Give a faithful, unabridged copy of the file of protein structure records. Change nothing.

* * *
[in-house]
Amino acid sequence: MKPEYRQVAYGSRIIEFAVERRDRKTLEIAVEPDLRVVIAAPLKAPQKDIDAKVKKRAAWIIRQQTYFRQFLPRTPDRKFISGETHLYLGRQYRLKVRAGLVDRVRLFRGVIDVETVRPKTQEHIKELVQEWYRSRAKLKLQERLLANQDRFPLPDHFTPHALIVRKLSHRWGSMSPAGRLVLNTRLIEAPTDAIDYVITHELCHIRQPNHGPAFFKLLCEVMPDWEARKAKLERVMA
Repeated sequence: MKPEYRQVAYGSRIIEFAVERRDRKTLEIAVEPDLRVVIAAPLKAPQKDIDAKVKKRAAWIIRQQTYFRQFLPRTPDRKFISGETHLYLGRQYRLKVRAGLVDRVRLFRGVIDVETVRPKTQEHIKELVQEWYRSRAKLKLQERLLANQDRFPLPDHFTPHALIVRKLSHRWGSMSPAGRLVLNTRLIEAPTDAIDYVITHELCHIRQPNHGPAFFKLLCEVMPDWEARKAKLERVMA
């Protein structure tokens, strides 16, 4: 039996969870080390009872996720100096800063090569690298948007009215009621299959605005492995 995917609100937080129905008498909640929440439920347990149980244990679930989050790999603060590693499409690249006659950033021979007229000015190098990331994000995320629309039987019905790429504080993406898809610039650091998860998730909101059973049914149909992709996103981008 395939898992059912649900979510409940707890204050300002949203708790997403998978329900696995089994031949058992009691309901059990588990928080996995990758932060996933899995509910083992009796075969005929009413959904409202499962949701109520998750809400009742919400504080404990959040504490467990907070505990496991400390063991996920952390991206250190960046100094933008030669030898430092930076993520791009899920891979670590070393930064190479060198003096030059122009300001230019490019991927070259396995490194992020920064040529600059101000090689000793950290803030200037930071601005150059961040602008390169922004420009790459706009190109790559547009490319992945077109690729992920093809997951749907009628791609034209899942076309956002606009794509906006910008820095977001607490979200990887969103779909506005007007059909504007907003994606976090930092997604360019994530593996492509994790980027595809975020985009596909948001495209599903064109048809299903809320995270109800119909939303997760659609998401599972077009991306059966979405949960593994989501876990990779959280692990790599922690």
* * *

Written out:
[in-house]
Amino acid sequence: MKPEYRQVAYGSRIIEFAVERRDRKTLEIAVEPDLRVVIAAPLKAPQKDIDAKVKKRAAWIIRQQTYFRQFLPRTPDRKFISGETHLYLGRQYRLKVRAGLVDRVRLFRGVIDVETVRPKTQEHIKELVQEWYRSRAKLKLQERLLANQDRFPLPDHFTPHALIVRKLSHRWGSMSPAGRLVLNTRLIEAPTDAIDYVITHELCHIRQPNHGPAFFKLLCEVMPDWEARKAKLERVMA
Repeated sequence: MKPEYRQVAYGSRIIEFAVERRDRKTLEIAVEPDLRVVIAAPLKAPQKDIDAKVKKRAAWIIRQQTYFRQFLPRTPDRKFISGETHLYLGRQYRLKVRAGLVDRVRLFRGVIDVETVRPKTQEHIKELVQEWYRSRAKLKLQERLLANQDRFPLPDHFTPHALIVRKLSHRWGSMSPAGRLVLNTRLIEAPTDAIDYVITHELCHIRQPNHGPAFFKLLCEVMPDWEARKAKLERVMA
């Protein structure tokens, strides 16, 4: 039996969870080390009872996720100096800063090569690298948007009215009621299959605005492995 995917609100937080129905008498909640929440439920347990149980244990679930989050790999603060590693499409690249006659950033021979007229000015190098990331994000995320629309039987019905790429504080993406898809610039650091998860998730909101059973049914149909992709996103981008 395939898992059912649900979510409940707890204050300002949203708790997403998978329900696995089994031949058992009691309901059990588990928080996995990758932060996933899995509910083992009796075969005929009413959904409202499962949701109520998750809400009742919400504080404990959040504490467990907070505990496991400390063991996920952390991206250190960046100094933008030669030898430092930076993520791009899920891979670590070393930064190479060198003096030059122009300001230019490019991927070259396995490194992020920064040529600059101000090689000793950290803030200037930071601005150059961040602008390169922004420009790459706009190109790559547009490319992945077109690729992920093809997951749907009628791609034209899942076309956002606009794509906006910008820095977001607490979200990887969103779909506005007007059909504007907003994606976090930092997604360019994530593996492509994790980027595809975020985009596909948001495209599903064109048809299903809320995270109800119909939303997760659609998401599972077009991306059966979405949960593994989501876990990779959280692990790599922690």